UNITED NATIONS, New York — A new centre that deals with family violence, children in trouble, and female victims of crime started its operations in Kabul on Sunday, 22 January. The Family Response Unit is the first of its kind in Afghanistan, where violence against women and children is so common that it has become a serious public health problem.
Housed in a fully furnished container office provided by UNFPA, the United Nations Population Fund, the unit is attached to Kabul’s District 10 police station. The facility consists of a reception area, a bathroom and two interview rooms. The unit’s location allows complainants to access it without having to pass by policemen often present at the station’s entrance, which helps in maintaining victims’ confidentiality. UNFPA has also provided the unit with an emergency mobile phone number available for men, women and children seeking help and advice on family related crimes.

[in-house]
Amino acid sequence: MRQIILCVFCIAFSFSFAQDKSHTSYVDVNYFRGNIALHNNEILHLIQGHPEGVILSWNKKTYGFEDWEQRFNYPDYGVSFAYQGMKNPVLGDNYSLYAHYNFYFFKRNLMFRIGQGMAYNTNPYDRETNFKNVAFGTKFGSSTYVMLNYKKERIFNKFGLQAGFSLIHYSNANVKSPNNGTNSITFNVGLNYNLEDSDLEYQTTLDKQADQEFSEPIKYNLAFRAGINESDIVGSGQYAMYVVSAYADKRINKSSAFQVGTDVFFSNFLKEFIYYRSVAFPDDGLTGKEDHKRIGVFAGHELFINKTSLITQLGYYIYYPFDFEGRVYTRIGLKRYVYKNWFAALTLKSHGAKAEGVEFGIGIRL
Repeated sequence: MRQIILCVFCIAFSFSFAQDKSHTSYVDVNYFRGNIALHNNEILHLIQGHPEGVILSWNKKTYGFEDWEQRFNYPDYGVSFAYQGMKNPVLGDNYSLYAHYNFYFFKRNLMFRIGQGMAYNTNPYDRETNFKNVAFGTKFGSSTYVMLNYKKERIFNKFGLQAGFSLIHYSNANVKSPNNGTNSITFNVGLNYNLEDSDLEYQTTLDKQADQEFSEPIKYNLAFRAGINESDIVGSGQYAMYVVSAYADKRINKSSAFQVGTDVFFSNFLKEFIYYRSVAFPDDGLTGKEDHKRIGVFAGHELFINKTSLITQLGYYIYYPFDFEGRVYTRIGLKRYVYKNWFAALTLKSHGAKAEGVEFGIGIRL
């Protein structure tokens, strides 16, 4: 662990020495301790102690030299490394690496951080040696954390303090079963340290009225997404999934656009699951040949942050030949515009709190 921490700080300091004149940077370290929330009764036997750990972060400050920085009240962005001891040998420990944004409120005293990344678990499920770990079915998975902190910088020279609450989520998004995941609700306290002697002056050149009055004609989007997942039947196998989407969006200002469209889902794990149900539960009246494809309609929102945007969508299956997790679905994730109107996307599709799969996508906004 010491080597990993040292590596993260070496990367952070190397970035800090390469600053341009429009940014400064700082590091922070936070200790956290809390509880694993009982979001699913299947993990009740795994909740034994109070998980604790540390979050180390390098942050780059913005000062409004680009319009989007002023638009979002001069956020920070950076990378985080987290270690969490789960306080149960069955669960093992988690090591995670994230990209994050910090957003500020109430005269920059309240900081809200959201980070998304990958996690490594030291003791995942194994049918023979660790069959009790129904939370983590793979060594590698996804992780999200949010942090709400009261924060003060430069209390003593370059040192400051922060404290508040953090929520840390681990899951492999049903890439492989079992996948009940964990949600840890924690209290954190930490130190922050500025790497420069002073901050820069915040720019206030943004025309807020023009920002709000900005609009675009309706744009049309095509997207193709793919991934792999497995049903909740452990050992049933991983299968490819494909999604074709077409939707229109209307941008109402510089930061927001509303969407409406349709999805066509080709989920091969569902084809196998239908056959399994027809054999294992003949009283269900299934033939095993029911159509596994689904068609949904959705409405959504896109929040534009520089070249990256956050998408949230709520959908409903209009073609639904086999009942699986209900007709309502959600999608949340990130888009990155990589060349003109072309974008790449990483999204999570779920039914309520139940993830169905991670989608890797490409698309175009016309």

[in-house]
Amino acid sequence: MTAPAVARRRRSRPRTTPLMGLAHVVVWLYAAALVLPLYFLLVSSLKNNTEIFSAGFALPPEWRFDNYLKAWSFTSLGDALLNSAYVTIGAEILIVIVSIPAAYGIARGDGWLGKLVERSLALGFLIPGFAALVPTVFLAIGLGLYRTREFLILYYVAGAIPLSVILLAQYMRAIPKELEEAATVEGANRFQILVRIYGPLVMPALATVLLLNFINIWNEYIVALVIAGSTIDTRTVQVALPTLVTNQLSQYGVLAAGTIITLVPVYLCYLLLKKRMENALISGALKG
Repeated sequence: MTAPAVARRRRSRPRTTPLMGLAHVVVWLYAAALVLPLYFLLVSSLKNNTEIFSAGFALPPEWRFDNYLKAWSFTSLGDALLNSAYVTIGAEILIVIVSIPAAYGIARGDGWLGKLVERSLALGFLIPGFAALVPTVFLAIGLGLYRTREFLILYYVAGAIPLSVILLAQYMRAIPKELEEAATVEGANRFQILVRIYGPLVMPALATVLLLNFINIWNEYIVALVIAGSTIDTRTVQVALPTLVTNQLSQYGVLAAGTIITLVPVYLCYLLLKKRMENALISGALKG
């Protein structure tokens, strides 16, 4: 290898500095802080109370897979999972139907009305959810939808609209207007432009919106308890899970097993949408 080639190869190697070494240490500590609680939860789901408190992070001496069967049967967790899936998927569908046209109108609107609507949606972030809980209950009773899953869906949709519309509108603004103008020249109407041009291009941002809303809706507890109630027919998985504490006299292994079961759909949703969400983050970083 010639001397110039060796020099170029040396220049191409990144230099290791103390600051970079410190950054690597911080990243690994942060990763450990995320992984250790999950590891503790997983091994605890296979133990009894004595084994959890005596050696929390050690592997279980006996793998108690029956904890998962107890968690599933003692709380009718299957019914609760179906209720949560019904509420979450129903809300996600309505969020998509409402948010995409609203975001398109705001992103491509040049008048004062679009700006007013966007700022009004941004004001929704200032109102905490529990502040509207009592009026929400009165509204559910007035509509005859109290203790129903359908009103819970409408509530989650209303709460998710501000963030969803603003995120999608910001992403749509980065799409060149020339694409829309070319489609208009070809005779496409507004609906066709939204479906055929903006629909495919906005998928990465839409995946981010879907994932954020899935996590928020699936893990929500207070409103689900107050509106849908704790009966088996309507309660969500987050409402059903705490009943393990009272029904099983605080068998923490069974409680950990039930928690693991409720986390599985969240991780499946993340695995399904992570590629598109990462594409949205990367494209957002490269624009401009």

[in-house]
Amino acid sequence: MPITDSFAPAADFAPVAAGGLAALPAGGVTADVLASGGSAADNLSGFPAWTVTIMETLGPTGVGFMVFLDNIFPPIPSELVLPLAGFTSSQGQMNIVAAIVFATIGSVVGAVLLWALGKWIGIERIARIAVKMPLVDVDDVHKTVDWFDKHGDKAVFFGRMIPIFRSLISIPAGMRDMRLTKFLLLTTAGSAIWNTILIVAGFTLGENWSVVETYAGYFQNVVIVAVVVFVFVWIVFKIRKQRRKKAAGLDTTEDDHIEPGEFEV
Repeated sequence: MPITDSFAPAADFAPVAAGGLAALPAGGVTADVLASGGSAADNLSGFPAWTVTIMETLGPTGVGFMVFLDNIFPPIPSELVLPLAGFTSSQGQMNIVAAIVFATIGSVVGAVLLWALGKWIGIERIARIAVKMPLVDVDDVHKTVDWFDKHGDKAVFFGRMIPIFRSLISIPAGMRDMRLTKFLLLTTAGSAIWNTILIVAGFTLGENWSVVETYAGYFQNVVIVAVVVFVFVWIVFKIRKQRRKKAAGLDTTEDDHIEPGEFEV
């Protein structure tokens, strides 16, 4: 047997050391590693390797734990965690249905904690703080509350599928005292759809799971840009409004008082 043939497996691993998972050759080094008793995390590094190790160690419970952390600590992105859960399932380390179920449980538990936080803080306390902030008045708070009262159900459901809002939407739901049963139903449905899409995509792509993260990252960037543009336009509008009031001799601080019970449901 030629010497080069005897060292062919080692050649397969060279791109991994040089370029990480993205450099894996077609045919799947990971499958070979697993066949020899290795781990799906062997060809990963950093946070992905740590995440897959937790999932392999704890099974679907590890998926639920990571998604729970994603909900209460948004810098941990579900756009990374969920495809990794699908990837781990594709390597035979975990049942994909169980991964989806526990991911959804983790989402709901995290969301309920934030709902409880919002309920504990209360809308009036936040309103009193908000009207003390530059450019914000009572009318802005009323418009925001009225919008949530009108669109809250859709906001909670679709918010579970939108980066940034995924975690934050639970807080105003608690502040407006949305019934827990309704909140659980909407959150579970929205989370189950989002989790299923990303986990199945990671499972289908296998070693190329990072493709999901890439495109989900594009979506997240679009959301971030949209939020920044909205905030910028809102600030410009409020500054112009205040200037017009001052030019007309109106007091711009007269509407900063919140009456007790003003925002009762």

The unit was set up by the Afghan National Police. The Afghan policewomen, who will staff the unit, have received training by the United Nations Assistance Mission in Afghanistan on methods to address family violence.
The new unit will allow policewomen to react to violence against women, family violence, children in trouble, and kidnappings. They will also be able to interrogate, detain and investigate female suspects; provide support to female victims of crime and ensure the security of women in communities.
“Traditional thinking dictates that most women, children and other vulnerable groups within the family accept physical and emotional violence as a normal part of life,” said David Saunders, UNFPA Representative in Afghanistan, during the opening ceremony. “It is not normal! It is a matter of power and a lack of accountability. This Family Response Unit should become a symbol of hope in the community.”
UNFPA plans to establish more units around Kabul and other provinces once funds become available.
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